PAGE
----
Vocalist who also fronted Stone Temple Pilots takes own life in Los Angeles.
Linkin Park frontman Chester Bennington died of an apparent suicide by hanging Thursday morning, according to The Associated Press. Police in Palos Verdes Estates, in Los Angeles County told TMZ that the singer’s body had been discovered just before 9 a.m. The singer was 41. A representative confirmed the death to Rolling Stone.
“Shocked and heartbroken, but it’s true,” Bennington’s fellow Linkin Park vocalist Mike Shinoda said on Twitter. “An official statement will come out as soon as we have one.”
Bennington’s screamed and emotional vocals provided a gritty counterpoint to co-frontman Mike Shinoda’s raps on the group’s nu-metal hits like “In the End” and “One Step Closer.” He sang the poppy melodies on the band’s recent hit “Heavy,” which featured singer Kiiara and reached Number Two on Billboard’s Hot Rock Songs chart and Number 11 on the Top 40. In addition to working with Linkin Park, he also fronted Stone Temple Pilots between 2013 and 2015 and the supergroups Dead by Sunrise and Kings of Chaos.
Linkin Park were a breakout hit when they released their debut, Hybrid Theory, in 2000. Its blend of rap, metal and electronic music propelled it to Number Two on Billboard, and the RIAA has subsequently certified it diamond, signifying sales of more than 10 million copies. With the exception of 2014’s The Hunting Party, which debuted at Number Three, each subsequent Linkin Park release would claim the top spot. Over the years, they’ve proven themselves to be a malleable act, focusing more on electronic music sometimes and harder rock at others, and even teaming with Jay-Z on the platinum-selling Collision Course EP in 2004 and Steve Aoki on the remix release A Light That Never Comes in 2014. Their most recent LP, One More Light, came out this past May.
The singer was born March 20th, 1976 in Phoenix, the son of a police officer. He had a rough childhood and was molested and beaten up by an older friend beginning at age seven or eight. “It destroyed my self-confidence,” he told Metal Hammer. “Like most people, I was too afraid to say anything. I didn’t want people to think I was gay or that I was lying. It was a horrible experience.” When he was 11, his parents divorced and he was forced to live with his father. He eventually discovered drugs, taking opium, amphetamines, pot and cocaine, as well as drinking. After a gang broke into a friend’s house where he was getting high and pistol-whipped his friends, he decided to ditch drugs in 1992, though addiction would creep back into his life later. He subsequently moved to L.A., where he auditioned for the band that would become Linkin Park. Bennington was married and had six children from two marriages.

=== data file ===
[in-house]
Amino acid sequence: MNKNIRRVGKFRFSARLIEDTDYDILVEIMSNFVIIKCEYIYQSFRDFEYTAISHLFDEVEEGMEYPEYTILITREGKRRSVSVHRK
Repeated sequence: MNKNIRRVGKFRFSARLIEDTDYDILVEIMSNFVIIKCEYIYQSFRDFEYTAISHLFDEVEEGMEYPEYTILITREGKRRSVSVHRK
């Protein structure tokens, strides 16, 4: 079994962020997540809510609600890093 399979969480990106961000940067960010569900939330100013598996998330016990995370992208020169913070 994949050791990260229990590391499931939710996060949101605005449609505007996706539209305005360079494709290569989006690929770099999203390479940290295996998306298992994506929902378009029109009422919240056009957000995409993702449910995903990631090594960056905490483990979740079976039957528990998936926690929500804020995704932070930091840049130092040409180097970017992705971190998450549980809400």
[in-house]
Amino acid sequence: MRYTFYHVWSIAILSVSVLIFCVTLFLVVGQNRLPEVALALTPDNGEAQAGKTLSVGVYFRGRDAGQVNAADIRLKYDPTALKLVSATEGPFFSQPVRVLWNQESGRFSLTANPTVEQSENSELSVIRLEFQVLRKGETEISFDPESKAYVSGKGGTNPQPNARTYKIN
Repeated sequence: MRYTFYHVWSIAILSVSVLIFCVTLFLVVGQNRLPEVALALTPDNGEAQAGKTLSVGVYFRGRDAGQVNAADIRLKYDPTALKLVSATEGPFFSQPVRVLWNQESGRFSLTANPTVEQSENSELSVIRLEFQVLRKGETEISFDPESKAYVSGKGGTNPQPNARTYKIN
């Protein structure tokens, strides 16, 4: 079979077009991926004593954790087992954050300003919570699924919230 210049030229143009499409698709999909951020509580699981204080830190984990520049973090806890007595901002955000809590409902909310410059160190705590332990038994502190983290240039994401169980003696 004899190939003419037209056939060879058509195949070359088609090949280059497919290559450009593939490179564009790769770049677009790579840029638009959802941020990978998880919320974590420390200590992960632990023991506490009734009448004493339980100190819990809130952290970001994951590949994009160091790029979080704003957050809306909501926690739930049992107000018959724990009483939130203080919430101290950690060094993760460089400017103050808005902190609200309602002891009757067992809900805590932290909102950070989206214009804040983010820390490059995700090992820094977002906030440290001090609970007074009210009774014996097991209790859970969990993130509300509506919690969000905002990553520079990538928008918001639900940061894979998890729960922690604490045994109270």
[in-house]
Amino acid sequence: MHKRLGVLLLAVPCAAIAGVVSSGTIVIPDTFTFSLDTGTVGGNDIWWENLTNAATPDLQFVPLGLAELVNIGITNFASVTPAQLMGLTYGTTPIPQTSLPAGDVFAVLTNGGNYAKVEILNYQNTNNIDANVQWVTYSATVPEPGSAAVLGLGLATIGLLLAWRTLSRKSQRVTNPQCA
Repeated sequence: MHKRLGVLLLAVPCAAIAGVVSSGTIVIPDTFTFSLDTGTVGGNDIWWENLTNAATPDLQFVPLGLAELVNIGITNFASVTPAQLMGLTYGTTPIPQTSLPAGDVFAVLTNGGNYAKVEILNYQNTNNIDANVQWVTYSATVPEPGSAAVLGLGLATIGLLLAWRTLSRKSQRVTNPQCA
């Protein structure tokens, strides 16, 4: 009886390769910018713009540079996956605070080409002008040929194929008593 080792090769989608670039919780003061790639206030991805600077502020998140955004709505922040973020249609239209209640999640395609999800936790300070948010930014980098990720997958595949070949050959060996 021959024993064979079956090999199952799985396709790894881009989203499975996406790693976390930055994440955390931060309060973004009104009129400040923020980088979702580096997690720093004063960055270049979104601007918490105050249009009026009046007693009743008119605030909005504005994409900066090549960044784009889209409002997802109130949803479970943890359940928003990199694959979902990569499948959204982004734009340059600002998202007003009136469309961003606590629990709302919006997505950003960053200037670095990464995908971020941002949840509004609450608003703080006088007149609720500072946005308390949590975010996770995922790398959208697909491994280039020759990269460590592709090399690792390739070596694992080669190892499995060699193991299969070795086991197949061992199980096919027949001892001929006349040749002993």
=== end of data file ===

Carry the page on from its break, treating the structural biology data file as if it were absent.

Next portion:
The band had formed as Xero in Agoura Hills, California – in Los Angeles County – in 1996, the brainchild of Shinoda, guitarist Brad Delson, bassist Dave Farrell, drummer Rob Bourdon and turntablist Joe Hahn. After Bennington, who had been fronting the Phoenix alt-rock band Grey Daze, replaced original vocalist Mark Wakefield, who’d left in 1998, Linkin Park’s Hybrid Theory lineup was set.
Hybrid Theory came at the peak of the nu-metal explosion and quickly dominated the Billboard chart, thanks in part to heavy MTV airplay. The singles “One Step Closer,” “Crawling” and “In the End” all charted high on the mainstream rock chart, and “In the End” also crossed over to the pop cart, reaching Number Two and becoming gold-certified. Their 2003 follow-up, Meteora, was also a swift Number One, thanks in part to the success of the platinum single “Numb,” which featured Bennington screaming about feeling turned off to the world. Their success led to a high-profile 2004 collaboration with Jay Z, Collision Course – another Number One, platinum release that found them fusing their “Papercut” to his “Big Pimpin'” and their “One Step Closer” to their “99 Problems.”
At the time of Linkin Park’s early success, Bennington slipped back into addiction. “The tours we did in the beginning, everybody… was either drinking or doing drugs,” Shinoda once told The Guardian. “I can’t think of any that were sober.” By the end of the 2000s, though, Benningotn was celebrating his sobriety and using it as fuel for his music. “It’s not cool to be an alcoholic — it’s not cool to go drink and be a dumbass,” he told Spin in 2009. “It’s cool to be a part of recovery. … Most of my work has been a reflection of what I’ve been going through in one way or another.”
In 2005, Bennington put together Dead by Sunrise a side project of songs that he felt didn’t fit Linkin Park’s style. “They were darker and moodier than anything I’d come up with for the band,” he told Metal Hammer. “So I decided to work on them on my own.” The band’s lineup also featured members of Orgy and the Street Drum Corps, and their debut, 2009’s Out of Ashes, reached Number 29 on the Billboard chart.
This story is developing and will be updated.